Supportive Bloke
Supportive Bloke
1 month ago
Reply to  Andy reeves

I wasn’t suggesting otherwise.

What I’m saying is there is an actuarial curve of lifespan that will, at some point, show when the number of pensioners alive will start to significantly fall.

Jon
Jon
1 month ago
Reply to  PaulW

Check out the salaries of MOD civvies vs their military counterparts also working in MOD. An HEO (C2) may be nominally the equivalent of a Major, may find themselves working alongside a Captain and doing an equivalent job, but is paid less than a Corporal (starting salary £32,800 HEO vs £35,700 Corporal). Will you pay them like the Captain they sit next to (starting £47,680)? Similary, you’d have to pay an SEO at least like a Major (£42,000 increased to £60,000, etc). To say nothing of the extensive military bonuses that come along with demanding military can get shipped out… Read more »

Malcrf
Malcrf
1 month ago
Reply to  PaulW

Spot-on

Jonathan
Jonathan
1 month ago
Reply to  PaulW

You would have to pay them twice as much to do the same level of work and the pension would be so much better..contrary to fantasy discussion, the civil service is very poorly paid…

if you had an executive officer in the civil service and sacked him then replaced him with an officer from say the army…the equivalent responsibility would fall to a captain….the executive officer is paid 27,500 the captain is paid 47,900 to 56,500…

that double the pay goes through every matched grade…

Andy reeves
Andy reeves
1 month ago
Reply to  chris

Starting with the crusty, dusty old admirals, duffers at the MOD would be the best place to start

Daniele Mandelli
Daniele Mandelli
1 month ago
Reply to  Andy reeves

Yes, but who do replace them with, Andy?
And please don’t say, nobody!
Do you know what directorates are in Main Building?
Who heads up a department or directorate that normally has a 1 or 2 star, or CS equivalent, has hundreds of staff, and a budget of hundreds of millions? How would that work? You cannot just put the tea lady in charge!

Jon
Jon
1 month ago

They sacked the tea lady many years ago and franchised it out to Costa.

Daniele Mandelli
Daniele Mandelli
1 month ago
Reply to  Jon

🙄😏😆

Daniele Mandelli
Daniele Mandelli
1 month ago
Reply to  Jon

I recall the Defence of the Realm series in the mid 90s that showed that the ministers floor had their own tea man, and he was never late with tea and biscuits for ministers.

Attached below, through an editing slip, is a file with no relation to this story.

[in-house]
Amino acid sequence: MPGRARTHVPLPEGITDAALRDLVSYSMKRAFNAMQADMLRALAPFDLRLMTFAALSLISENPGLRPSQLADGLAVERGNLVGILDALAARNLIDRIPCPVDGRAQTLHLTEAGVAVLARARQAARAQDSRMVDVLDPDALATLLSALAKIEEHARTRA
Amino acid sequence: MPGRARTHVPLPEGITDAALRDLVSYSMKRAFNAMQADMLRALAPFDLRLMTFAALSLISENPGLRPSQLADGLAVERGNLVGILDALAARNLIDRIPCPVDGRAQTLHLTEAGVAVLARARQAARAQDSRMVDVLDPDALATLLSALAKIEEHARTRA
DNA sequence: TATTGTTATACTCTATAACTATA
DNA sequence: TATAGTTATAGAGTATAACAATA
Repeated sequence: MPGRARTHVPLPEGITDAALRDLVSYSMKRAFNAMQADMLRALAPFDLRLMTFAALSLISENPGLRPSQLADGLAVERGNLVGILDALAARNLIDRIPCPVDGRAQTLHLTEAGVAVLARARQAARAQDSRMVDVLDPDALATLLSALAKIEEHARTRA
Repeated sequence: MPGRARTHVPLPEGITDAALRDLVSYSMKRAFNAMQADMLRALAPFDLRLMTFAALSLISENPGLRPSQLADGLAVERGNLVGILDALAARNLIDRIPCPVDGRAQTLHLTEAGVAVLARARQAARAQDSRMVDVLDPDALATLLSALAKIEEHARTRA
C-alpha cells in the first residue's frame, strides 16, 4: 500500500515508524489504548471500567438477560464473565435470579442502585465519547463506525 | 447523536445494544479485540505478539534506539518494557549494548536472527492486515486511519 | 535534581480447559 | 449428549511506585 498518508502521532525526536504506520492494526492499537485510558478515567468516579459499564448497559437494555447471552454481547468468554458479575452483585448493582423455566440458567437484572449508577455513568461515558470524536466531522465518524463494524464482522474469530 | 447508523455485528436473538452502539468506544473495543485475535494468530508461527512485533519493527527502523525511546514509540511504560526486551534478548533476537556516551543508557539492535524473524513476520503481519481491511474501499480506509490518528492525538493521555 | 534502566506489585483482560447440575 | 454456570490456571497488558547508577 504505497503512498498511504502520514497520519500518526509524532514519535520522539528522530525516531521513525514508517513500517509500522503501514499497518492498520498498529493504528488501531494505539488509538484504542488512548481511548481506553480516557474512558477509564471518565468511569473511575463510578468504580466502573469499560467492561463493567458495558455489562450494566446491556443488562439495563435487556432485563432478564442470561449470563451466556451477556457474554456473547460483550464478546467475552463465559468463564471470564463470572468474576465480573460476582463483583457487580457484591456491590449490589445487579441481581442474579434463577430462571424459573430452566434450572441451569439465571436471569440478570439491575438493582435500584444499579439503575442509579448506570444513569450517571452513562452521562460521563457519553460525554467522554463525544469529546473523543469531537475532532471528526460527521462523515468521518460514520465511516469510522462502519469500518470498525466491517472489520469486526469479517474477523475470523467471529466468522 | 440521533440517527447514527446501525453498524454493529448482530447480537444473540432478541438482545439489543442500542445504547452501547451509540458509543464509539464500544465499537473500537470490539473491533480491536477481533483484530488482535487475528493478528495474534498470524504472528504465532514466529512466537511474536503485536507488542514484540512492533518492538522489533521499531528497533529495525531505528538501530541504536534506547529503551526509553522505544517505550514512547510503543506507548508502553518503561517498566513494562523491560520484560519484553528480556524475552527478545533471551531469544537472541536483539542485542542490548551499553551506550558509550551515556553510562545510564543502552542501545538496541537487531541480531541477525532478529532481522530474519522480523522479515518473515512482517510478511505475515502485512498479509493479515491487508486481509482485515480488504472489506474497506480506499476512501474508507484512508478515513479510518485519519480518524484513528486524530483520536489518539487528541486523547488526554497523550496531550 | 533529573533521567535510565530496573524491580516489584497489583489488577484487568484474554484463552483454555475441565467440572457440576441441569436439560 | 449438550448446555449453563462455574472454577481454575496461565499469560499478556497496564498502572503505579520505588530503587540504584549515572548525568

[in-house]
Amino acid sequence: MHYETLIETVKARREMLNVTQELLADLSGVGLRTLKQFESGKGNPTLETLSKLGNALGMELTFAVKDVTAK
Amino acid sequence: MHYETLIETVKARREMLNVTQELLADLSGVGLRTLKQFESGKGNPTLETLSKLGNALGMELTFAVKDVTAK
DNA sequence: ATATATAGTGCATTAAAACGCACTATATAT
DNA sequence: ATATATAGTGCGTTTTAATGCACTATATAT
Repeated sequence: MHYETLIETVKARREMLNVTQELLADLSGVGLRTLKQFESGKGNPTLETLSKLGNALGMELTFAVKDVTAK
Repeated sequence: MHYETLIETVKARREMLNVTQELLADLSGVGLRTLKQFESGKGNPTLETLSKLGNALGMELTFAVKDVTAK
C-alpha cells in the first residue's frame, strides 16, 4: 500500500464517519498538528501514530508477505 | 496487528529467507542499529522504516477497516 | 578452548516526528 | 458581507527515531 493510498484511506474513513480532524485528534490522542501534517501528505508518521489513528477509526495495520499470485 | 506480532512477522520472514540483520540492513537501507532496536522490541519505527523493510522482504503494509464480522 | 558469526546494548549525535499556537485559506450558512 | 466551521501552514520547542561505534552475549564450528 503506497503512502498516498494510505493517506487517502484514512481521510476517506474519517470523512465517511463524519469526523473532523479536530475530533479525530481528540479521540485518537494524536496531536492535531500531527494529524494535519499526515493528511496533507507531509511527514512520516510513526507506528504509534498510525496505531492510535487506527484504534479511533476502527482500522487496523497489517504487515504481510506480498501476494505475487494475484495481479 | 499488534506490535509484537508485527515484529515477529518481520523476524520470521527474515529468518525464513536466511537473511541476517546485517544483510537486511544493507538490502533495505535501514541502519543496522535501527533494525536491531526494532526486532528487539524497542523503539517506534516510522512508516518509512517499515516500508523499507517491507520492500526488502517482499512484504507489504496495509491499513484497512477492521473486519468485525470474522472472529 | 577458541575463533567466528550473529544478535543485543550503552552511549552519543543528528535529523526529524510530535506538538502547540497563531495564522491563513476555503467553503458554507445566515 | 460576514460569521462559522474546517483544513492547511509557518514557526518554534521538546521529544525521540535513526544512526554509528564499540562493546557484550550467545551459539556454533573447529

..

Andy reeves
Andy reeves
1 month ago

Empty the jail’s bring back the press gangs put them at school gates , that would reduce the amount of knife carrying hoodies on the streets

Daniele Mandelli
Daniele Mandelli
1 month ago
Reply to  Andy reeves

Ah yes, get them in boot camp.
I wouldn’t introduce them into our armed forces though.

Jon
Jon
1 month ago
Reply to  Andy reeves

Perhaps this should be the next UK export to Ukraine.

“Sup, Johnnie. You’re super impressive with that knife. Fancy trying a gun?”

“Hell, yeah!”

“Murder death kill and unlimited Borg.”

“Oh shit. Where do I sign?”

It worked for Mr Putin. Look how well his conscript troops rolled over Ukraine, taking Kiev in less than 4 days.

Andy reeves
Andy reeves
1 month ago

They have at Birmingham city football club and it’s not improving anything and the tea is as bad as the team looked,

Daniele Mandelli
Daniele Mandelli
1 month ago
Reply to  Andy reeves

😆👍 Thought you were Villa, Andy.

Andy reeves
Andy reeves
1 month ago

Directorates are ther,but there’s so many of them. You need a map to find anybody

Andy reeves
Andy reeves
1 month ago

Replace them with unnecessary admirals in the MOD.

Andy reeves
Andy reeves
1 month ago
Reply to  Andy reeves

A bin emptying project to reduce unnecessary positions might be a worthwhile one getting rid of posts that bring nothing to the table should be culled

Emmanuel O
Emmanuel O
1 month ago
Reply to  Andy reeves

AI might come in handy. Planning and logistical roles could be streamlined to reduce or replace subsequent human intellectual input. Other logistical reorganizations that create preplanned activities with sufficiently addressed contingencies can also help make a leaner, meaner force. AI can even help in planning all of this, including recommending, sketching out, and detailing the needed changes. Since the key challenges revolve around organizational complexity, coordination, integration, and efficiency, this MoD challenge is a prime candidate for AI to research and advise on workable solutions that may save as much as 40% on costs without reducing overall effectiveness by any… Read more »